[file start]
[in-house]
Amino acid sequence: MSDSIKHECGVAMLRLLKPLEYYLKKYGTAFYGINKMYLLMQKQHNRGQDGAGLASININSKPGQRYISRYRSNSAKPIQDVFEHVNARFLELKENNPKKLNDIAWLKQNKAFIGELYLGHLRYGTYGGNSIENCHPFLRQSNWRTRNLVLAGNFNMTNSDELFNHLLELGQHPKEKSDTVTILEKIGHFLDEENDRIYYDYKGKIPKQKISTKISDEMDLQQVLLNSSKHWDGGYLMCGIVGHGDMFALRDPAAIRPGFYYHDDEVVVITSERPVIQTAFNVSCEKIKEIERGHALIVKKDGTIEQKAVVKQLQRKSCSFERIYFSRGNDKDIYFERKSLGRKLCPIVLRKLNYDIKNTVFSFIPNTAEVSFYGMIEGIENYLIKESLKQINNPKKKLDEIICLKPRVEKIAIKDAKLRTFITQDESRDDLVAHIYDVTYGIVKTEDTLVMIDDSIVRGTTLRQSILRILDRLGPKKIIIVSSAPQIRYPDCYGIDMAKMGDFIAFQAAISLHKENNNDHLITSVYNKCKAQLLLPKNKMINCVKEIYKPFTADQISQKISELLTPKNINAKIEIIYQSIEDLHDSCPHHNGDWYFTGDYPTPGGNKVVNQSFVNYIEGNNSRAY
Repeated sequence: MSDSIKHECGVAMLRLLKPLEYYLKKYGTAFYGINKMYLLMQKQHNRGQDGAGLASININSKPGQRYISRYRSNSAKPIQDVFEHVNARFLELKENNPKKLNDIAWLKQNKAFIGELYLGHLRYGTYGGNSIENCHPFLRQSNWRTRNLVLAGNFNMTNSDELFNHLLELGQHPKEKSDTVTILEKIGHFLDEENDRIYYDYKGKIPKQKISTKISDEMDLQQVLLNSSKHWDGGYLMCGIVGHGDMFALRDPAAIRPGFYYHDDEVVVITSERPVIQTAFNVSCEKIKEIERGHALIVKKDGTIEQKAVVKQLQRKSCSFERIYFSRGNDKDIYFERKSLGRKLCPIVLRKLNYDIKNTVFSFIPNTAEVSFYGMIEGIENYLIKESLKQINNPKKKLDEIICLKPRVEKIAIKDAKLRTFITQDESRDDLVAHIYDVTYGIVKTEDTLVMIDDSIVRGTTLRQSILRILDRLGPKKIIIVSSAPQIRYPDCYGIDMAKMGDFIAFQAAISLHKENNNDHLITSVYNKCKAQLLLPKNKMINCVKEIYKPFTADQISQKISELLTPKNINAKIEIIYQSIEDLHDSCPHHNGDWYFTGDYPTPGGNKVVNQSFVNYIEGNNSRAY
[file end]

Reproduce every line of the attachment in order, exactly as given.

[in-house]
Amino acid sequence: MSDSIKHECGVAMLRLLKPLEYYLKKYGTAFYGINKMYLLMQKQHNRGQDGAGLASININSKPGQRYISRYRSNSAKPIQDVFEHVNARFLELKENNPKKLNDIAWLKQNKAFIGELYLGHLRYGTYGGNSIENCHPFLRQSNWRTRNLVLAGNFNMTNSDELFNHLLELGQHPKEKSDTVTILEKIGHFLDEENDRIYYDYKGKIPKQKISTKISDEMDLQQVLLNSSKHWDGGYLMCGIVGHGDMFALRDPAAIRPGFYYHDDEVVVITSERPVIQTAFNVSCEKIKEIERGHALIVKKDGTIEQKAVVKQLQRKSCSFERIYFSRGNDKDIYFERKSLGRKLCPIVLRKLNYDIKNTVFSFIPNTAEVSFYGMIEGIENYLIKESLKQINNPKKKLDEIICLKPRVEKIAIKDAKLRTFITQDESRDDLVAHIYDVTYGIVKTEDTLVMIDDSIVRGTTLRQSILRILDRLGPKKIIIVSSAPQIRYPDCYGIDMAKMGDFIAFQAAISLHKENNNDHLITSVYNKCKAQLLLPKNKMINCVKEIYKPFTADQISQKISELLTPKNINAKIEIIYQSIEDLHDSCPHHNGDWYFTGDYPTPGGNKVVNQSFVNYIEGNNSRAY
Repeated sequence: MSDSIKHECGVAMLRLLKPLEYYLKKYGTAFYGINKMYLLMQKQHNRGQDGAGLASININSKPGQRYISRYRSNSAKPIQDVFEHVNARFLELKENNPKKLNDIAWLKQNKAFIGELYLGHLRYGTYGGNSIENCHPFLRQSNWRTRNLVLAGNFNMTNSDELFNHLLELGQHPKEKSDTVTILEKIGHFLDEENDRIYYDYKGKIPKQKISTKISDEMDLQQVLLNSSKHWDGGYLMCGIVGHGDMFALRDPAAIRPGFYYHDDEVVVITSERPVIQTAFNVSCEKIKEIERGHALIVKKDGTIEQKAVVKQLQRKSCSFERIYFSRGNDKDIYFERKSLGRKLCPIVLRKLNYDIKNTVFSFIPNTAEVSFYGMIEGIENYLIKESLKQINNPKKKLDEIICLKPRVEKIAIKDAKLRTFITQDESRDDLVAHIYDVTYGIVKTEDTLVMIDDSIVRGTTLRQSILRILDRLGPKKIIIVSSAPQIRYPDCYGIDMAKMGDFIAFQAAISLHKENNNDHLITSVYNKCKAQLLLPKNKMINCVKEIYKPFTADQISQKISELLTPKNINAKIEIIYQSIEDLHDSCPHHNGDWYFTGDYPTPGGNKVVNQSFVNYIEGNNSRAY